Wax-infused "nanoyarn" used to create artificial muscles


November 19, 2012

Individual nanotubes can be 10,000 times smaller than the diameter of a human hair, yet 100 times stronger than steel, pound-for-pound

Individual nanotubes can be 10,000 times smaller than the diameter of a human hair, yet 100 times stronger than steel, pound-for-pound

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An international team of scientists based at the University of Texas, Dallas (UTD), has developed a new type of artificial muscle created from carbon “nanotubes” – tiny hollow cylinders constructed from the same graphite layers found in the core of a standard pencil. Despite measuring 10,000 times less than the diameter of a human hair, the new muscles can lift more than 100,000 times their own weight, which amounts to approximately 85 times the power of a natural muscle of equivalent size.

The new muscles are manufactured by taking a twisted yarn of the miniscule carbon cylinders, then introducing a volume-changing “guest,” in this case the paraffin wax used in candles.

The wax-coated yarn is then heated either electrically, or with a flash of light, and this causes the wax to expand, with the yarn volume increasing, and the length of the material contracting as a result. This muscle contraction, or actuation, can occur in just 25 thousandths of a second. Taking into account times for both actuation and reversal of the actuation, the UTD researchers demonstrated a contractile power density of 4.2 kW/kg, four times the power-to-weight ratio of a typical internal combustion engine.

However, while the new technology has many applications, it is not expected to be used in the human body, for now at least. This contrasts with the somewhat similar research into artificial muscles for nanobots we reported on last year.

“The artificial muscles that we’ve developed can provide large, ultrafast contractions to lift weights that are 200 times heavier than possible for a natural muscle of the same size,” explained Dr. Ray Baughman, team leader, Robert A. Welch Professor of Chemistry and director of the Alan G. MacDiarmid NanoTech Institute at UT Dallas. “While we are excited about near-term applications possibilities, these artificial muscles are presently unsuitable for directly replacing muscles in the human body.”

Dr. Baughman further explains that because of the simplicity of their construction and high-performance, the new artificial yarn muscles may be implemented in a variety of areas, such as catheters for minimally invasive surgery, microvalves, toys, and robots. The muscles could also be employed in self-powered intelligent materials, such as a protective suit which reacts to changes in environmental temperature in order to offer the wearer appropriate levels of protection, for example.

In addition, testing shows that the wax-infused carbon tubes are able to withstand temperatures 1,000 C (1,832 Fahrenheit) above the melting point of steel, where no other current actuator can operate.

The next challenge for the UTD researchers is to upscale the single-yarn muscles, to larger and more complex systems which implement thousands of yarn muscles in parallel.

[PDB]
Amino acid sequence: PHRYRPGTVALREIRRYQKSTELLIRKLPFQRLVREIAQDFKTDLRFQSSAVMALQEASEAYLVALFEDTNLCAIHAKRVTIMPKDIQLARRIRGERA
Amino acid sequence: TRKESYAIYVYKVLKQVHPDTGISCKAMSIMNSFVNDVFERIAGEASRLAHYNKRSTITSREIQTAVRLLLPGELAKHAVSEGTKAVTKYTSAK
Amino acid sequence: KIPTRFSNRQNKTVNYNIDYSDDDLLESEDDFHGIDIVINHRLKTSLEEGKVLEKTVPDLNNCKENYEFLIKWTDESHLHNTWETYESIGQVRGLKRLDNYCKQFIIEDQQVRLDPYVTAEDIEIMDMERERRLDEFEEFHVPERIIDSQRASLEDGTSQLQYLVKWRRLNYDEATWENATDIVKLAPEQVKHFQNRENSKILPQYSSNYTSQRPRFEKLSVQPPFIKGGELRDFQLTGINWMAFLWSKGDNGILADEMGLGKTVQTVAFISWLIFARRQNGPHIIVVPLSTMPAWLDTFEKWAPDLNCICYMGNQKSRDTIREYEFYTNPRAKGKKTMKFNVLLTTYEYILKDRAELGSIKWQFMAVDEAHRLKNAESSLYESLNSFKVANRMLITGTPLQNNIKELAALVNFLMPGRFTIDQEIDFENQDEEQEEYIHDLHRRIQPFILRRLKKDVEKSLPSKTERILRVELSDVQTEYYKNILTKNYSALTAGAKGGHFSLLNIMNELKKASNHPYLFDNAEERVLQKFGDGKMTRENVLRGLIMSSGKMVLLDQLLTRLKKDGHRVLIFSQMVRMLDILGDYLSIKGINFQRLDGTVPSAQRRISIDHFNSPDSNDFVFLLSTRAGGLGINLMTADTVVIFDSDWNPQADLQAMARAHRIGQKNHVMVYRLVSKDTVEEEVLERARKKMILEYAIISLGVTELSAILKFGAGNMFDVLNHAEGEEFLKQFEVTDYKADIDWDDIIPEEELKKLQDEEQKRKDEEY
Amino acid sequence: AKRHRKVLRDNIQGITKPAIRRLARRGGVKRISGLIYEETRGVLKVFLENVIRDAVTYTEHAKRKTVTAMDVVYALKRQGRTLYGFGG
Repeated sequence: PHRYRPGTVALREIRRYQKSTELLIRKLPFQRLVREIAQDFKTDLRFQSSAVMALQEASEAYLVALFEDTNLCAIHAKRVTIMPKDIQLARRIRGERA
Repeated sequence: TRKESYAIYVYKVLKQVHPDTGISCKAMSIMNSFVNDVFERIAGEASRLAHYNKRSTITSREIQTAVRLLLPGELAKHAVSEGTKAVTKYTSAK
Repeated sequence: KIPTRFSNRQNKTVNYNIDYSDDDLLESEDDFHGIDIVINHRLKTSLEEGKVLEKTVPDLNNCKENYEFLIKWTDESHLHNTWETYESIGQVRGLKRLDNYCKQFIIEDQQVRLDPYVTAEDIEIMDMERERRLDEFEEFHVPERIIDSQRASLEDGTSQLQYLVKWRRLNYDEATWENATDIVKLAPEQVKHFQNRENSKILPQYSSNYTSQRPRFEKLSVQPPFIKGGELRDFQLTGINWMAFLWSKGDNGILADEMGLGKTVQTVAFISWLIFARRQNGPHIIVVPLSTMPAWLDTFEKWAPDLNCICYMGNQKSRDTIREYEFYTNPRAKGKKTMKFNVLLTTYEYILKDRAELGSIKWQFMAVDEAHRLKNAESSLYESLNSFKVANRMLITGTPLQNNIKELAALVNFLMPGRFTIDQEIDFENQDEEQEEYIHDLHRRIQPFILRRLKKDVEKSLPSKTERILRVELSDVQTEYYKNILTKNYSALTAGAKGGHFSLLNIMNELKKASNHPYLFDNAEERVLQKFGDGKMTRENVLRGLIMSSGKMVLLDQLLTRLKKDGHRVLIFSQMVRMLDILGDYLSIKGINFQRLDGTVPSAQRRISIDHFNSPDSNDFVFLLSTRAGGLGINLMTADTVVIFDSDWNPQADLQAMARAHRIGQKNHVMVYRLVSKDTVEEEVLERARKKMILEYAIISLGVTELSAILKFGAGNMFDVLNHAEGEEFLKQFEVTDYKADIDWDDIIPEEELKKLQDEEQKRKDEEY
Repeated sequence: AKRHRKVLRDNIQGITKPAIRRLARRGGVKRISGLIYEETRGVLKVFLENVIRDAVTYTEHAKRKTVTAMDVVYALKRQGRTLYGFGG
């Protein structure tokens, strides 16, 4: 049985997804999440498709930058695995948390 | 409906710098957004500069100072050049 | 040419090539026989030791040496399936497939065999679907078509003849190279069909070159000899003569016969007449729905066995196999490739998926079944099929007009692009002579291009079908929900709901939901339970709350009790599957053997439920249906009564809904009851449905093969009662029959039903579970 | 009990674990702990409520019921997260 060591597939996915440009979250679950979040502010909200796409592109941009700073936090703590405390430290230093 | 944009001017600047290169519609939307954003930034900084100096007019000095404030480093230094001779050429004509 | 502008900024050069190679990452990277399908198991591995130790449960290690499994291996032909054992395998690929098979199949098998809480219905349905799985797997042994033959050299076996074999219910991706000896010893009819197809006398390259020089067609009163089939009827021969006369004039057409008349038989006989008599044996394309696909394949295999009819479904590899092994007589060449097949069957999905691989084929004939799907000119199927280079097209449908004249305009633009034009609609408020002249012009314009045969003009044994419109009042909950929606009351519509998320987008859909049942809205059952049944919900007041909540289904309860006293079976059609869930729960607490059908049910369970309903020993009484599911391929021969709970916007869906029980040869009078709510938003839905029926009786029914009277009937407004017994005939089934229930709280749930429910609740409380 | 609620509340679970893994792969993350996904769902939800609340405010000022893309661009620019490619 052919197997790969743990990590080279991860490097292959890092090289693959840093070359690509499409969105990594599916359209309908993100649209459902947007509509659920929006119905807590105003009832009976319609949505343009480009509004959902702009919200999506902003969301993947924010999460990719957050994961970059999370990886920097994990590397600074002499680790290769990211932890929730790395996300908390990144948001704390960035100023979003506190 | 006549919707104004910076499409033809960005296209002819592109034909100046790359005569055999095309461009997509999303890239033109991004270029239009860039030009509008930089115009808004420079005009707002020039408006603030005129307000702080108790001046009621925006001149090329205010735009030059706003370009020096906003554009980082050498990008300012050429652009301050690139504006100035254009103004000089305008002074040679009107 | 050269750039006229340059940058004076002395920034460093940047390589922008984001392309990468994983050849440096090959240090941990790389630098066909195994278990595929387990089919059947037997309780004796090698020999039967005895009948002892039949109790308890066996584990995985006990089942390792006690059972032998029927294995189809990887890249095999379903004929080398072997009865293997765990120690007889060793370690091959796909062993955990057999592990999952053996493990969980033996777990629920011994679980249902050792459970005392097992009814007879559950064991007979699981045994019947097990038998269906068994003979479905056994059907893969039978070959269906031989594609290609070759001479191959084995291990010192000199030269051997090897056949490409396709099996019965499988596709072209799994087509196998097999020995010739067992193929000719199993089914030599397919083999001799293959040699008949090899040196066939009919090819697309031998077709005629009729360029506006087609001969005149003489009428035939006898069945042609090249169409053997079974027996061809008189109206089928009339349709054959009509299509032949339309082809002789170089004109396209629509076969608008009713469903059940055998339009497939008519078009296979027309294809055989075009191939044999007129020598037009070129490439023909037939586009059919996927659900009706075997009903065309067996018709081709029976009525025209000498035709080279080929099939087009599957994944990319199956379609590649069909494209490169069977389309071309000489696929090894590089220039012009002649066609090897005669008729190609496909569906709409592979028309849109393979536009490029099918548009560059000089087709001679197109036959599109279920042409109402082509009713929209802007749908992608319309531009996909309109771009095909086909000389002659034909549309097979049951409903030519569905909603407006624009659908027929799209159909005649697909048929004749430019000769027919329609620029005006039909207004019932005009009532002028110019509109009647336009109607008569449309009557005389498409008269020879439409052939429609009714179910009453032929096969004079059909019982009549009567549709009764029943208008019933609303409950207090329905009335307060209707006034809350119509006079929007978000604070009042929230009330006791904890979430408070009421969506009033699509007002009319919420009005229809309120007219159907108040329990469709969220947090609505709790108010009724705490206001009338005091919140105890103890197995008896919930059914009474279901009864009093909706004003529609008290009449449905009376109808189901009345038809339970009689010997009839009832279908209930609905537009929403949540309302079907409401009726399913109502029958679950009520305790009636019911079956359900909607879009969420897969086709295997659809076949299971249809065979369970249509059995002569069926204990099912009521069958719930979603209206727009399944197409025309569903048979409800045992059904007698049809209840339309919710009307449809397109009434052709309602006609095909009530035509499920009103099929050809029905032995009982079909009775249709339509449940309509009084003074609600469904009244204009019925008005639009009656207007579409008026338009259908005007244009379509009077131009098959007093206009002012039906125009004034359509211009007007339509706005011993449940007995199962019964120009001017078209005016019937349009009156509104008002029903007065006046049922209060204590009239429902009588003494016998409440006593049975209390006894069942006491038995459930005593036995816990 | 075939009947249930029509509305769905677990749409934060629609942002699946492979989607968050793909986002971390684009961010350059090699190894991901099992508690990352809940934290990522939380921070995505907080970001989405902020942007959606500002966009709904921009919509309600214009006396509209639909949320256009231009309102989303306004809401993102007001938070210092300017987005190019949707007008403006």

The research was detailed in a study published in the November 16 issue of the journal Science. In the video below, Dr. Baughman explains the research further.

Source: UTD

About the Author
Adam Williams Adam scours the globe from his home in North Wales in order to bring the best of innovative architecture and sustainable design to the pages of Gizmag. Most of his spare time is spent dabbling in music, tinkering with old Macintosh computers and trying to keep his even older VW bus on the road. All articles by Adam Williams

If they could run an electrical current through the nanotubes to heat them then this might be a good power source for small ornithopter type flying machines.

Michael Crumpton

The high heat capabilities are very interesting to me

Racqia Dvorak

Unlikely, Michaelc - remember that carbon nanotubes have practically zero electrical resistance and would not heat up very much from small amounts of current. A more likely solution is to surround or infuse each "muscle fiber" with an electric heating element.

This is crazy stuff, though. My mind is completely blown. Were a human to have their muscles replaced with this stuff (and their bones with something stronger, since that amount of strength would otherwise tear them apart), knocking down the Empire State Building would be child's play for them.

Joel Detrow

Was anyone else thinking of Crysis while reading this?


They would receive Nobel prize, I guess.

Keun-Ho Rew

All you have to is figure out a micro heating system then just mimic the muscle structures of living things Instant robots of all shapes and sizes with low power requirements add in IBM's neural computing technology and we can be in for good times or huge trouble.

Joseph Mertens

It does have obvious excellent implications for possibillities in the realm of prosthetics but I wonder about whether or not a heat disipation obsticle might present when the tech' is scaled up. As I understand it rapid cooling is a neccesity for for muscular relaxation, (hence tension let up), in thos model to occur. For that matter, what affect might simple ambient atmospheric temperature variations cause? Varients in "muscle tone"? I suppose some sort of simulated vascular coolant system could be the answere to maintaining proper operating temp & means of hastend heat disapation.

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